The March issue of The American Conservative features Ron Unz's long essay, "His-Panic: The Myth of Hispanic Criminality." His surprising conclusion, contrary to most of the technical literature, is that Hispanics in the U.S. do not commit crimes at higher rates than white Americans.
Unz's article is laudable for its straightforward, dispassionate discussion of a sensitive issue. His methodology, however, is problematic, and his conclusion is wrong. A proper analysis of the data indicates that Hispanics have a substantially higher crime rate than whites.
The key statistic here is the Hispanic incarceration rate divided by the white incarceration rate. Let's call this number HDW for short. So hypothetically, if four out of every 100 Hispanics are in prison, and two out of every 100 whites are in prison, then the HDW is two, meaning Hispanics are incarcerated at twice the white rate.
At first glance, the national HDW seems to be rather damaging to Unz's case. Table 13 in the 2005 Bureau of Justice Statistics (BJS) report, featured prominently in Unz's article, makes the HDW calculation straightforward. When we include prisoners of both genders and all ages in federal, state, and local confinement, HDW is 2.62.
But the main point of Unz's article is that 2.62 is a major overestimation. Unz prefers to use only the state and local incarceration data found in table 14, which immediately reduces HDW to 1.80. He then crudely controls for age and gender, which gets him down to the 1.1 to 1.3 range. With a national HDW this close to one, Hispanics are actually seen to be less crime prone than whites in several states, including Florida where HDW is below 0.5. Only in the Northeast are Hispanics still substantially more criminal than whites.
Unz goes on to cite surprisingly low crime rates in certain majority Hispanic areas, and he concludes by saying: "Taken as a whole, the mass of statistical evidence constitutes strong support for the 'null hypothesis,' namely that Hispanics have approximately the same crime rates as whites of the same age."
The Mystery of the BJS Data
The problems start with Unz's exclusion of the federal prison data. His reason is superficially plausible -- the sole offense of some Hispanics in federal custody may be an illegal border crossing. It hardly seems fair, as Unz writes, to group "illegal nannies convicted of illegal nannying" with robbers and rapists who are typically put in state prisons. After throwing out the federal data and reducing HDW from 2.62 to 1.80, Unz says the reduction "presumably reflect[s] the exclusion of immigration-related federal offenses."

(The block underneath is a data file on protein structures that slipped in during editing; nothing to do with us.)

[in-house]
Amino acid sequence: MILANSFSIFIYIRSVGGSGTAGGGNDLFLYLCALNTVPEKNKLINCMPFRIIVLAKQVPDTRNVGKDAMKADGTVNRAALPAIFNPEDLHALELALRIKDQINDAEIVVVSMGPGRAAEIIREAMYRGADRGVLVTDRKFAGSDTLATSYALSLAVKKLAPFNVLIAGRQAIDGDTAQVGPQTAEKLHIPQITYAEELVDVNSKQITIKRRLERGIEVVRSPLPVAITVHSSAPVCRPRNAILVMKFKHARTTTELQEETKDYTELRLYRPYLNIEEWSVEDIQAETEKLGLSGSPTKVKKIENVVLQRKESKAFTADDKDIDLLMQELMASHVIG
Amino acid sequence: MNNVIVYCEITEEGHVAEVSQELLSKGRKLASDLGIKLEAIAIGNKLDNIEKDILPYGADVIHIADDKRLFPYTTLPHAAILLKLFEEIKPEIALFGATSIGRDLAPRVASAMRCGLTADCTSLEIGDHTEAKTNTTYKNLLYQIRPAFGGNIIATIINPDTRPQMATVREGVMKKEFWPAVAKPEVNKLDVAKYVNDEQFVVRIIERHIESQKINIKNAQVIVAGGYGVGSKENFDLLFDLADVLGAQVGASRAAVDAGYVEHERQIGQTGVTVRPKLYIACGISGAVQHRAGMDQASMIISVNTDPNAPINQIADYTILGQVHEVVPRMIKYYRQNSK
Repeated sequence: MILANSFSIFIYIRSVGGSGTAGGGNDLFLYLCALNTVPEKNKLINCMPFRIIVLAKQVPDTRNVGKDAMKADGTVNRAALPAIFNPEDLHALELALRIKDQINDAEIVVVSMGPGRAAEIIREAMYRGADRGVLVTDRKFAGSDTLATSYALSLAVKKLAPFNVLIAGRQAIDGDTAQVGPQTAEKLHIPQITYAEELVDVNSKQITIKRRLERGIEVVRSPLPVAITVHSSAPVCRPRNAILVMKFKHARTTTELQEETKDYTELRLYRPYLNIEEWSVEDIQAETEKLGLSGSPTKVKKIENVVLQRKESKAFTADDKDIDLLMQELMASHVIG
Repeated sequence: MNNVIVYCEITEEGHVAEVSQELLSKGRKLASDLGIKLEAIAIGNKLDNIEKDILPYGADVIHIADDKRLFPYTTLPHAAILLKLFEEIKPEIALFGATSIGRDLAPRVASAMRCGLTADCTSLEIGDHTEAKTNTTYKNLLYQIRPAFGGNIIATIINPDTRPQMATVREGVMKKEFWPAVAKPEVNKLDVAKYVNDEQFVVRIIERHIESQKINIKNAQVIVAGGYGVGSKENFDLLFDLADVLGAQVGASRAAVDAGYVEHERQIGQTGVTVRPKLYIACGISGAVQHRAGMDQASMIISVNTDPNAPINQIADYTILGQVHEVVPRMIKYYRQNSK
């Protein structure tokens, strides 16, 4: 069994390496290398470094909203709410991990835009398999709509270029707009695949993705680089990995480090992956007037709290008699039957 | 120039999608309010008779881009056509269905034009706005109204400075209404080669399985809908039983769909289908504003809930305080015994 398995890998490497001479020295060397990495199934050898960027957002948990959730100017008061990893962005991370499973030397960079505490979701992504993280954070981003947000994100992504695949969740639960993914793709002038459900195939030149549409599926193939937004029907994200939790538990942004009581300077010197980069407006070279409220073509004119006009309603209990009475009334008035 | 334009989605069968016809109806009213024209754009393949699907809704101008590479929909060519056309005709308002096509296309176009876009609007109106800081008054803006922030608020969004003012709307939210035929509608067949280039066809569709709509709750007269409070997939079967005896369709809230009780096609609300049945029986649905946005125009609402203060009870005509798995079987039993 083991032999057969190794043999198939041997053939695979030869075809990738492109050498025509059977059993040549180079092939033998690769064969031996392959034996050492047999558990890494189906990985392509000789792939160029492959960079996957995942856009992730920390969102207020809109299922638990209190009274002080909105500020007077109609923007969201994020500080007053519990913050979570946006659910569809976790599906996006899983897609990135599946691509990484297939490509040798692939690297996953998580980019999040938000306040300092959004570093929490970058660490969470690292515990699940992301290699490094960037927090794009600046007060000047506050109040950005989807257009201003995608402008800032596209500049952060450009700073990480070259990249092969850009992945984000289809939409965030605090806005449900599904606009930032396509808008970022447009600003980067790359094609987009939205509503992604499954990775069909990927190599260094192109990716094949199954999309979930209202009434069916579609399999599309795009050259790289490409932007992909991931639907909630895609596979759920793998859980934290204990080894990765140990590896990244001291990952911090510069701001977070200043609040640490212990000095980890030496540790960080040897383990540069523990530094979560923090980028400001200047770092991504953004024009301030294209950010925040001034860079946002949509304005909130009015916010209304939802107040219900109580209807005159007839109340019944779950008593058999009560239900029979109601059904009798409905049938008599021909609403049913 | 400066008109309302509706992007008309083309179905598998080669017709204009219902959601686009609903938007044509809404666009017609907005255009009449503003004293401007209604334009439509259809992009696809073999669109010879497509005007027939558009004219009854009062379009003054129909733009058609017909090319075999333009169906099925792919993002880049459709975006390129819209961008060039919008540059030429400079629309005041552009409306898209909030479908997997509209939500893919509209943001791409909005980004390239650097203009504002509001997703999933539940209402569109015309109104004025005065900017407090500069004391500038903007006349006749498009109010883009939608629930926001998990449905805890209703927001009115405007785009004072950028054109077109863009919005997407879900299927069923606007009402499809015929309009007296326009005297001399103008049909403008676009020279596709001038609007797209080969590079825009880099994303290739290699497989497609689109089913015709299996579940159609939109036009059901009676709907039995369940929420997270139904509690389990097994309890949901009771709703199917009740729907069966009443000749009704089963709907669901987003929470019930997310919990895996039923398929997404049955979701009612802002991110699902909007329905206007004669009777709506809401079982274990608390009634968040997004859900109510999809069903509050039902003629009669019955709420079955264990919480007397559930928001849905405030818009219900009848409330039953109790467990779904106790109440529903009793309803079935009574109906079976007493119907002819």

That's not true at all. The reduction mainly reflects the vagaries of state-level data collection. The reality is that relatively few people are held in federal prison for immigration violations unless they have also committed a more serious crime. It would be difficult to find any illegal nannies doing hard time.
In fact, the BJS data make it clear that mere immigration-related offenses cannot explain the reduction in HDW when the federal data are thrown out. As Matthew Roberts and Steve Burton recently pointed out in Chronicles, the number of people in federal prison for immigration violations is very small compared to the combined number of Hispanics in federal, state, and local custody. Even under the strong assumption that they should all be discounted, immigration-related offenses can account for only a tiny part of the HDW reduction.
Confronted with that observation, Unz developed a new reason to exclude the federal data -- too many cases of drug smuggling, which he says are perpetrated by Mexican "drug mules," not real Hispanic Americans. This is a weak argument, since otherwise law-abiding illegal immigrants also go back and forth across the border. Should they not count as American residents either?